• Such up classification can have a major impact on the organization. This applies all the more as from a risk classification IIa onwards, the conformity assessment must be done by a notified body. Only a few notified bodies have been reallocated and are therefore competent to carry out conformity assessment procedures under the EU MDR. The waiting lines at notified bodies can therefore be very long. 
  • The overall focus of the regulatory framework has become more medical device life cycle oriented with the advent of the EU MDR. The manufacturer must be able to demonstrate and substantiate the safety of the device with clinical data at each stage of the medical device. This includes from design and development to marketing the medical device to the post-marketing phase. 
  • This is demonstrated by, among other things, the new Unique Device Identifier (UDI) system. This will significantly improve traceability. By assigning unique identifiers to all medical devices and storing them centrally, medical devices can be traced at any stage in case of safety problems and/or (safety) improvements. 
  • A European database (EUDAMED) will be established. Information about medical devices and studies will be made publicly available. This will give not only authorities and notified bodies, but also healthcare institutions and healthcare consumers and patients, access to all relevant information about the medical device and its manufacturer. 

The changes in the regulatory framework may affect the manufacturer’s products and processes. Some of the biggest changes for manufacturers are listed below.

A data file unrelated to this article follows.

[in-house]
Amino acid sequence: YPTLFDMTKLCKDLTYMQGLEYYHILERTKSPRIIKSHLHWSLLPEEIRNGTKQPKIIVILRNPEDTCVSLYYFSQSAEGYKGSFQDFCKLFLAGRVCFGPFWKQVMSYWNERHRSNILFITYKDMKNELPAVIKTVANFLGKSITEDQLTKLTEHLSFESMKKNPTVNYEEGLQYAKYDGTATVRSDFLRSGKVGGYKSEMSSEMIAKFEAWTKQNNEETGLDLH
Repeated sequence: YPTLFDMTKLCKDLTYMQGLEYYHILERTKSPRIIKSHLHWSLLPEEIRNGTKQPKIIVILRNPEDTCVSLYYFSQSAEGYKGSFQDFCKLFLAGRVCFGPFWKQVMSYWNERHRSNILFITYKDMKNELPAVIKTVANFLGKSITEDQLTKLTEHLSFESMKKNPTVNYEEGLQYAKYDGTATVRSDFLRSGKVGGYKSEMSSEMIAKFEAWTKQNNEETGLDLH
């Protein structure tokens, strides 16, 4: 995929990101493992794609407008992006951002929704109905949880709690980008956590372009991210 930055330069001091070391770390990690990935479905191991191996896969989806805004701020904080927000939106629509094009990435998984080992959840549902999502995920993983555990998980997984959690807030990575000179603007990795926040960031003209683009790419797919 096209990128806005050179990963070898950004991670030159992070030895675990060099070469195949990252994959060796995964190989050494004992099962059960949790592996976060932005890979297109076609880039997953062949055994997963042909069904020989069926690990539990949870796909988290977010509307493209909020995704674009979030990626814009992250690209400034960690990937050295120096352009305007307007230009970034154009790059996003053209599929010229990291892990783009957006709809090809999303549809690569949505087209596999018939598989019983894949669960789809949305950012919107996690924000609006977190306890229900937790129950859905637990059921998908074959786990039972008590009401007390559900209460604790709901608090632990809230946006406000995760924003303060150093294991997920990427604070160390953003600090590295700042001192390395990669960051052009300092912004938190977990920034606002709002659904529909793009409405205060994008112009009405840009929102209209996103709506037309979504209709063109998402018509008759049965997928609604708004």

• More products are subject to the provisions of the EU MDR. As a result, more companies may be required to comply with the EU MDR. Manufacturers of cosmetic and aesthetic products may therefore suddenly be required to consider the EU MDR. 
  • For manufacturers of products that were already classified as medical devices, the risk classification could be changed. In case of up classification, the manufacturer may now have to involve a notified body in the conformity assessment process. Besides, other/new requirements may be applicable. 
  • For example, the higher the risk class of the product, the higher the requirements for clinical evidence. For a risk class I, a literature study in combination with post-marketing data may be sufficient. However, a clinical investigation with human subjects may be necessary to gather clinical evidence for a risk class III medical device. 
  • There is a real possibility that medical device manufacturers will need to collect additional clinical evidence because of the regulatory framework’s focus on the entire medical device life cycle. Pre-market clinical evidence alone is not sufficient, but clinical evidence must be collected throughout the life cycle to ensure safety and efficacy continuously. 
  • The Quality Management System (QMS) under EU MDR must be significantly expanded. Virtually all processes that must be in place become part of the QMS. From design and development of the medical device to post-market surveillance: it must be part of the QMS to ensure quality throughout the medical device’s life cycle. It also enables the manufacturer to intervene more quickly in the event of incidents after marketing the device. 
  • In the unlikely event that damage is caused by the medical device, the manufacturer must have ensured sufficient financial coverage (e.g., through insurance). 
  • Every manufacturer of medical devices must appoint a person responsible for compliance with laws and regulations. Practical experience tells us that many organizations, especially the smaller and/or younger (software) companies do not employ someone with sufficient substantive legal and regulatory knowledge. Fortunately for these companies, under the EU MDR they must always have access to such a person rather than have someone employed. 

Are you curious to know what NAALA can do for you regarding access to a person responsible for regulatory compliance? Would you like a detailed overview of the impact of the new rules on your organization? Or do you have any other questions about this topic? Feel free to contact us! 

Please note that all details and listings do not claim to be complete, are without guarantee and are for information purposes only. Changes in legal or regulatory requirements may occur at short notice, which we cannot reflect on a daily basis.